Coming Tide

LITTLE  boy  was  standing  on  a  rock 

upon  the  sands  of the  sea.  The  rock  was 

dry  and  safe;  the summer  sunshine  was 

playing  on  the  ocean,  whose  quiet  waves 

were rolling inshore with a  ceaseless murmur 

and splash, as they fell  upon the beach.  The 

little  boy was very happy, for there was nothing

to make him sad;  and he jumped up and 

down  on the  ledges  of  the  rock, picked the 

fresh-smelling seaweed  and hunted for shells, 

thoroughly  amused  with  everything  around 

him.  But though the day was so bright, and 

the sea so  peaceful, and the sunlight so pleas- 

ant, the tide was rolling in;—stealing a little at a 

time over the silver sands, and coming nearer 

and nearer on  every side  with every throb of 

its great heaving breast.  But the  little  boy 

was  happy  for  all  that;  he  knew  nothing 

about the tide;  the rock was high  and dry; 

and  he,  healthy  and  amused, had no thought 

of fear.  But  a  gentleman  who was walking 

near,  saw  him  on  the  rock,  and,  knowing 

what was  coming,  called  out to  him  to  leave 

his  chosen  play-ground,  and  get  higher  up 

the  beach.

"Why?" asked the boy.

"Because the tide is rising," said the stranger, 

"and will soon flow over the  place  you 

are standing  on."

I am sorry to say that instead of thanking 

this  gentleman for his kind warning,  and   

instantly obeying  his  counsel,  the  boy did  not 

believe  him,  and, though  he  said  nothing, he

did  not  leave  the  rock.  Pleased  with  the 

place,  and  well  content with  his  little 

treasures  of sea-weed  and shells, he  wanted to

 stay  where  he  was,  and  so  persuaded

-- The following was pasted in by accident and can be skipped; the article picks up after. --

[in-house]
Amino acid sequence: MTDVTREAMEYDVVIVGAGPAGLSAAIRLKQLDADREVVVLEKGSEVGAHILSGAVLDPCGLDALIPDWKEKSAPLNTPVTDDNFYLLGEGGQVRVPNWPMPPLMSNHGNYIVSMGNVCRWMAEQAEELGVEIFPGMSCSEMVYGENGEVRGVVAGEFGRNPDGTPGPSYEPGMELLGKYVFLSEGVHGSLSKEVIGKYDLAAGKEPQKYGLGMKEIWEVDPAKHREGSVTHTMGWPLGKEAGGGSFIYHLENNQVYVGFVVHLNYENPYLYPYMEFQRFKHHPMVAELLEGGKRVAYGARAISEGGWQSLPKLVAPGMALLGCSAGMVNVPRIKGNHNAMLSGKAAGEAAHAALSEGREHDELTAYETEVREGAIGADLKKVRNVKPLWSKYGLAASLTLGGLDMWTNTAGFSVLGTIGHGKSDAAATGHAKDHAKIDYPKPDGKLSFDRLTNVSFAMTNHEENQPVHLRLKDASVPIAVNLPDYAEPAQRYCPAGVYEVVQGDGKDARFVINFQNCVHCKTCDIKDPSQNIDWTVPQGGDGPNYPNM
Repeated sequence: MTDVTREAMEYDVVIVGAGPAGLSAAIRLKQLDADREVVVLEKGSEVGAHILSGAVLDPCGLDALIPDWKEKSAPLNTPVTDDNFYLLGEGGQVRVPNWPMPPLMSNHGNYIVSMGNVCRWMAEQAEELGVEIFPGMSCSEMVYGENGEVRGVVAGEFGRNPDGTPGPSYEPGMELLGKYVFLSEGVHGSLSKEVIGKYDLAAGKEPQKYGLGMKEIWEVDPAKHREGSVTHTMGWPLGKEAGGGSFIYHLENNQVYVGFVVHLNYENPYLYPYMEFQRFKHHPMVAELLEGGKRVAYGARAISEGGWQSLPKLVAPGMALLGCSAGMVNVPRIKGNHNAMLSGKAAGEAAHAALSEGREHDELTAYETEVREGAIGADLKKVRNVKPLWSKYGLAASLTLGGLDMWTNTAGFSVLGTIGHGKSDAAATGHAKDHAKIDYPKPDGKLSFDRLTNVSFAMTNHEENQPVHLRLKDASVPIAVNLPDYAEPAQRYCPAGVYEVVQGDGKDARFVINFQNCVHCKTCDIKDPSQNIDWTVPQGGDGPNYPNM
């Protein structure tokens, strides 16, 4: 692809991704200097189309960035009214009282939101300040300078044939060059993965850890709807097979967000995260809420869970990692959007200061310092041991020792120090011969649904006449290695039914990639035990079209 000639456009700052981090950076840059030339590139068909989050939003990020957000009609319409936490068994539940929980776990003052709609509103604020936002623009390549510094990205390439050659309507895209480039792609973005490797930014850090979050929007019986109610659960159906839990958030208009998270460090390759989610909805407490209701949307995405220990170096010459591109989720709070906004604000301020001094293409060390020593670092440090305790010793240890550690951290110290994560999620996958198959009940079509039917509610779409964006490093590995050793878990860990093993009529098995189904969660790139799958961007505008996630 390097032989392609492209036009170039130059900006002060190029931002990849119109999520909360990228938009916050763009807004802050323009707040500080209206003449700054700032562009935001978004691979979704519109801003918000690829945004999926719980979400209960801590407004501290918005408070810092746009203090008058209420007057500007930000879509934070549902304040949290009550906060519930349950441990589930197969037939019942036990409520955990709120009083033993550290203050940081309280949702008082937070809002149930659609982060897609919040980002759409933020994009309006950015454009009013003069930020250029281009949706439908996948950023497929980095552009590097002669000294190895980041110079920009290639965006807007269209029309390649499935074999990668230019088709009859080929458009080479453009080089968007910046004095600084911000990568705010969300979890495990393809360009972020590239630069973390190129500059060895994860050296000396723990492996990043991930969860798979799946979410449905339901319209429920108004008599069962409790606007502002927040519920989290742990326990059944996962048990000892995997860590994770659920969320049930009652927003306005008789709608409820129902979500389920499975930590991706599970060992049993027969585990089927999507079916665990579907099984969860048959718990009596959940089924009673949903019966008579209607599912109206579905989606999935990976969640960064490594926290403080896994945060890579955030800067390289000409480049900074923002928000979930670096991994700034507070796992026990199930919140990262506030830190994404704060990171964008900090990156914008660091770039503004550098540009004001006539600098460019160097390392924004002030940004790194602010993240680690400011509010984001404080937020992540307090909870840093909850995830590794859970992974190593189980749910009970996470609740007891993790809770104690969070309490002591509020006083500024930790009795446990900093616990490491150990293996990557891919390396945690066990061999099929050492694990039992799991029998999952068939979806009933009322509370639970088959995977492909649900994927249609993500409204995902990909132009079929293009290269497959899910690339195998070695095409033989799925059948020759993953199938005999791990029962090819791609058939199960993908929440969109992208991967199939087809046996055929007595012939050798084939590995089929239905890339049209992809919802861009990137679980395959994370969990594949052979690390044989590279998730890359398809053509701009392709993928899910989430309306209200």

himself  to  think  it was  all  right,  and  that

  even  if the  tide  did come, he  could run when

 it was near  enough  to  make  it  dangerous  to

  stay  any  longer.  Well, he lingered still  a 

 little while  to  take a few more jumps, to pick a

 few more shells,  to  choose  a  bit  more  sea-

weed,  and then,  all  at  once,  a  big  wave

  swept  right round  the  rock,  and  turned  it  

at  once  into an  island  with  water  on  every

 side.  Poor little boy!  How pale he looked! But,

 just at that moment, the big wave rolled  back

 again, and the little boy laughed  merrily at his

 own fears.  Yet hardly had the echo of his 

cheery laugh  died  away  among  the  cliffs,

  when  a heavy wave came in  again with 

greater force, threw  a  shower  of spray  all

  over  him,  and once more turned  the rock into

 an islet,  and not  only so,  but  tossed  its 

watery  arms    toward him,  as if it wanted  to

 wrap him in its cold  embrace.  And  now the

  stranger, who had  patiently waited for him to

 make  up  his mind,  came nearer, from the 

 landward  side, and  called to him to jump into

 his  arms.

"Come'," he cried, "trust to me quick, 

before  the  next wave comes  

and sweeps  you off!"

But the little boy, quite frightened, now be- 

began to cry.  Afraid to jump, for fear the   

Gentleman should let him fall, afraid  to stay, for 

fear  of the  waves,  he  hesitated,  and,  as  he 

did  so,  another  and  a  larger  wave  dashed 

up with a roar and a heavy splash that wetted 

him  all  over,  and  the  little  boy, thoroughly 

terrified,  instead  of springing into the 

stranger’s arms,  leaped  the  other  way,  and

  fell headlong into the sea.

What a lesson this teaches us!  If we neglect 

to hear God's warning voice, some wave 

of sin  will  be sure to sweep us  away.